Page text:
IMPORTANT ANNOUNCEMENT FOR OUR READERS!
AskPFEPlat is in the process of a transformation to the new Core Infrastructure and Security TechCommunity, and will be moving by the end of March 2019 to our new home at https://aka.ms/CISTechComm (hosted at https://techcommunity.microsoft.com). Please bear with us while we are still under construction!
We will continue bringing you the same great content, from the same great contributors, on our new platform. Until then, you can access our new content on either https://aka.ms/askpfeplat as you do today, or at our new site https://aka.ms/CISTechComm. Please feel free to update your bookmarks accordingly!
Why are we doing this? Simple really; we are looking to expand our team internally in order to provide you even more great content, as well as take on a more proactive role in the future with our readers (more to come on that later)! Since our team encompasses many more roles than Premier Field Engineers these days, we felt it was also time we reflected that initial expansion.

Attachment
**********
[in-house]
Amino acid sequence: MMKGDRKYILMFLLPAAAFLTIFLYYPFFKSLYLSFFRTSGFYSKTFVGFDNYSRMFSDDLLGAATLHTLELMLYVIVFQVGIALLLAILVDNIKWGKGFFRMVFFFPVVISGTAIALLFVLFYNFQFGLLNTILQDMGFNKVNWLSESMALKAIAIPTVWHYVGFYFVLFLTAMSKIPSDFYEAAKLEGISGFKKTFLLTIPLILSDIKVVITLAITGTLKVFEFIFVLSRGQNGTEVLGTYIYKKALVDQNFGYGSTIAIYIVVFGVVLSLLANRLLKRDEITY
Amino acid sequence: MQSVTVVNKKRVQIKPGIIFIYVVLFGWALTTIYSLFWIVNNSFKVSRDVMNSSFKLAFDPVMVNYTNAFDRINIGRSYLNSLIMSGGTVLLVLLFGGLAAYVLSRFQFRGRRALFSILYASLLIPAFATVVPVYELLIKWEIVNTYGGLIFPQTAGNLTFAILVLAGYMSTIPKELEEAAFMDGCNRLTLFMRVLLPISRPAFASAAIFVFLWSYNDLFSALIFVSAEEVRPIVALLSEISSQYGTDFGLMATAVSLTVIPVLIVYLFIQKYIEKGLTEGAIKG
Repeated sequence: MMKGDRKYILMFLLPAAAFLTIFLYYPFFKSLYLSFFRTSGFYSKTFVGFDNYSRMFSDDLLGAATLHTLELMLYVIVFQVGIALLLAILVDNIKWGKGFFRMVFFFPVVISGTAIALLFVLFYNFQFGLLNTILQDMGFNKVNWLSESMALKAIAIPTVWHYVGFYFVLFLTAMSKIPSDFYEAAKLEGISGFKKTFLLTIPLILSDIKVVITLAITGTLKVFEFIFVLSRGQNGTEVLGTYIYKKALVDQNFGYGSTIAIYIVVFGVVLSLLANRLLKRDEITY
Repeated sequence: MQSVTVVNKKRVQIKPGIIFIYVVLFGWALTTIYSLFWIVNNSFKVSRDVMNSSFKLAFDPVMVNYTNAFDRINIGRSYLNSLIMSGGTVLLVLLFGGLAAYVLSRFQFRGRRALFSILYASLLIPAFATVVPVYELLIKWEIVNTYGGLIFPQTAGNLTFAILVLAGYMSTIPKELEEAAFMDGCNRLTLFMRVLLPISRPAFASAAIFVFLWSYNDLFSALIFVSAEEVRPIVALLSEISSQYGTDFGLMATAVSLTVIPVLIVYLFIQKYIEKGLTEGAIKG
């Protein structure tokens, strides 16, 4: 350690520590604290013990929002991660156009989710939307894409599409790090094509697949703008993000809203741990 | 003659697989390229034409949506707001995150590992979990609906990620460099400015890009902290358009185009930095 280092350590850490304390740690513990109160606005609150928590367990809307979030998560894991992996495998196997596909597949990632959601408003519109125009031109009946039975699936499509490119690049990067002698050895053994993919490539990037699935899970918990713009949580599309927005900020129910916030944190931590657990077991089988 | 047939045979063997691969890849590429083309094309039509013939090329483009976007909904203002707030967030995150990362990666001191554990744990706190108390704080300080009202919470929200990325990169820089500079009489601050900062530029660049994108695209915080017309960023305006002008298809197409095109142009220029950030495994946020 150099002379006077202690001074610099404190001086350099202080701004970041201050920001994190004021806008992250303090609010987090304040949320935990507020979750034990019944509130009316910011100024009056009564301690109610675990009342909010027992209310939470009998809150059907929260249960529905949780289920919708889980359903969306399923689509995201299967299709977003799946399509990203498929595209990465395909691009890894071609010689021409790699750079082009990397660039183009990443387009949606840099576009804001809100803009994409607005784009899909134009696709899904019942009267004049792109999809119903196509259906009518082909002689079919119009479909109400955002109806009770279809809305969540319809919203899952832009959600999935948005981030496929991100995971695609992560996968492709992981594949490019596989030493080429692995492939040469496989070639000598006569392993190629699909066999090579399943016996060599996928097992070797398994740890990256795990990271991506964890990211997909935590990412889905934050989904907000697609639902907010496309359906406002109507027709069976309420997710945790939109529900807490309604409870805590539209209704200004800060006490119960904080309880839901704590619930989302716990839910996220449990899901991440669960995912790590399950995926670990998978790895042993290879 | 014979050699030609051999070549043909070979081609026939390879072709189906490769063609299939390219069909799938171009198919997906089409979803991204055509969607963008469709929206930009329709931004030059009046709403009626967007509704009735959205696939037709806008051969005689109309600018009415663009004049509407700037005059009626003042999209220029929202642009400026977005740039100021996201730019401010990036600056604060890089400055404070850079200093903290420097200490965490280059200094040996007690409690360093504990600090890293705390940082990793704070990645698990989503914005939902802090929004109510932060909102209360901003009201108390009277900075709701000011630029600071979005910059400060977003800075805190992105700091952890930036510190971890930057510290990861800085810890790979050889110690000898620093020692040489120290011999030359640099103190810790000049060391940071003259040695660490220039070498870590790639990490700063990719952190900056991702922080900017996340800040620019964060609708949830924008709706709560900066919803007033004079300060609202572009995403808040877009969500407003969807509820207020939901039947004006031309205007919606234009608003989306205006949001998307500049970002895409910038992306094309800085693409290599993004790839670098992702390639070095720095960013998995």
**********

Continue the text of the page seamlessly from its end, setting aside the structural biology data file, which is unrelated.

If you have never visited the TechCommunity site, it can be found at https://techcommunity.microsoft.com. On the TechCommunity site, you will find numerous technical communities across many topics, which include discussion areas, along with blog content.
NOTE: In addition to the AskPFEPlat-to-Core Infrastructure and Security transformation, Premier Field Engineers from all technology areas will be working together to expand the TechCommunity site even further, joining together in the technology agnostic Premier Field Engineering TechCommunity (along with Core Infrastructure and Security), which can be found at https://aka.ms/PFETechComm!
As always, thank you for continuing to read the Core Infrastructure and Security (AskPFEPlat) blog, and we look forward to providing you more great content well into the future!
Hello there! Stanislav Belov here to bring you the next issue of the Infrastructure + Security: Noteworthy News series!
As a reminder, the Noteworthy News series covers various areas, to include interesting news, announcements, links, tips and tricks from Windows, Azure, and Security worlds on a monthly basis. Enjoy!
|Start/Stop VMs during off-hours